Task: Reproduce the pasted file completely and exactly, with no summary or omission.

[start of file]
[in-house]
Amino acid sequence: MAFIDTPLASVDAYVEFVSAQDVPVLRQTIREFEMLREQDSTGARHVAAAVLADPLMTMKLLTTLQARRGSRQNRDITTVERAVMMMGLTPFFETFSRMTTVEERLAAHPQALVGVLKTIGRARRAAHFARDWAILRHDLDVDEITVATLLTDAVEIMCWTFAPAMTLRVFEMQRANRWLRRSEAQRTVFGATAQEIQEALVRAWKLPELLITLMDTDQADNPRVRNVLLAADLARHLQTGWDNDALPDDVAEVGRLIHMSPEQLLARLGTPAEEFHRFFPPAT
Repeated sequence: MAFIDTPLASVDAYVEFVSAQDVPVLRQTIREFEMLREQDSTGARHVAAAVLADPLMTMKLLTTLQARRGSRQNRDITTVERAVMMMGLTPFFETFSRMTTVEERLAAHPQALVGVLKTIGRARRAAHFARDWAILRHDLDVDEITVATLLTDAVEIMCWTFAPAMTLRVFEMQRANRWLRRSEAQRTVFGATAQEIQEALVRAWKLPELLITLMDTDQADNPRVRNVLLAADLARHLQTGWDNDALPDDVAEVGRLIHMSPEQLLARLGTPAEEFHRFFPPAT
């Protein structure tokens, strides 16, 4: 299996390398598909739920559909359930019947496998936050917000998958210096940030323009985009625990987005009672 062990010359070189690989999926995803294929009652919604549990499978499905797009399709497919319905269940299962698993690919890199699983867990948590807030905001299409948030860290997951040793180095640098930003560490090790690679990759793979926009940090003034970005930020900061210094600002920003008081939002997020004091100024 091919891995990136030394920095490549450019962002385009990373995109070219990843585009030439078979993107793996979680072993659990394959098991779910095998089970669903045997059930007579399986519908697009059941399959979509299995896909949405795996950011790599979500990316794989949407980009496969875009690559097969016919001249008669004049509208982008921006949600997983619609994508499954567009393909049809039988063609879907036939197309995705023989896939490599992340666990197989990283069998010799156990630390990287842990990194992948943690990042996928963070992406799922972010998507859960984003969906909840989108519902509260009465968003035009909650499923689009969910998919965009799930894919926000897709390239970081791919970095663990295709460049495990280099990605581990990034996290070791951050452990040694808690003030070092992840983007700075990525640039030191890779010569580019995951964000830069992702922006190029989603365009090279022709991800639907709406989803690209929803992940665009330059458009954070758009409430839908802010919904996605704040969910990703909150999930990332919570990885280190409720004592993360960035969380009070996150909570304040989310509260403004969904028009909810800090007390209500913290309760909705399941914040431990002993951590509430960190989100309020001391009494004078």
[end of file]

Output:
[in-house]
Amino acid sequence: MAFIDTPLASVDAYVEFVSAQDVPVLRQTIREFEMLREQDSTGARHVAAAVLADPLMTMKLLTTLQARRGSRQNRDITTVERAVMMMGLTPFFETFSRMTTVEERLAAHPQALVGVLKTIGRARRAAHFARDWAILRHDLDVDEITVATLLTDAVEIMCWTFAPAMTLRVFEMQRANRWLRRSEAQRTVFGATAQEIQEALVRAWKLPELLITLMDTDQADNPRVRNVLLAADLARHLQTGWDNDALPDDVAEVGRLIHMSPEQLLARLGTPAEEFHRFFPPAT
Repeated sequence: MAFIDTPLASVDAYVEFVSAQDVPVLRQTIREFEMLREQDSTGARHVAAAVLADPLMTMKLLTTLQARRGSRQNRDITTVERAVMMMGLTPFFETFSRMTTVEERLAAHPQALVGVLKTIGRARRAAHFARDWAILRHDLDVDEITVATLLTDAVEIMCWTFAPAMTLRVFEMQRANRWLRRSEAQRTVFGATAQEIQEALVRAWKLPELLITLMDTDQADNPRVRNVLLAADLARHLQTGWDNDALPDDVAEVGRLIHMSPEQLLARLGTPAEEFHRFFPPAT
């Protein structure tokens, strides 16, 4: 299996390398598909739920559909359930019947496998936050917000998958210096940030323009985009625990987005009672 062990010359070189690989999926995803294929009652919604549990499978499905797009399709497919319905269940299962698993690919890199699983867990948590807030905001299409948030860290997951040793180095640098930003560490090790690679990759793979926009940090003034970005930020900061210094600002920003008081939002997020004091100024 091919891995990136030394920095490549450019962002385009990373995109070219990843585009030439078979993107793996979680072993659990394959098991779910095998089970669903045997059930007579399986519908697009059941399959979509299995896909949405795996950011790599979500990316794989949407980009496969875009690559097969016919001249008669004049509208982008921006949600997983619609994508499954567009393909049809039988063609879907036939197309995705023989896939490599992340666990197989990283069998010799156990630390990287842990990194992948943690990042996928963070992406799922972010998507859960984003969906909840989108519902509260009465968003035009909650499923689009969910998919965009799930894919926000897709390239970081791919970095663990295709460049495990280099990605581990990034996290070791951050452990040694808690003030070092992840983007700075990525640039030191890779010569580019995951964000830069992702922006190029989603365009090279022709991800639907709406989803690209929803992940665009330059458009954070758009409430839908802010919904996605704040969910990703909150999930990332919570990885280190409720004592993360960035969380009070996150909570304040989310509260403004969904028009909810800090007390209500913290309760909705399941914040431990002993951590509430960190989100309020001391009494004078």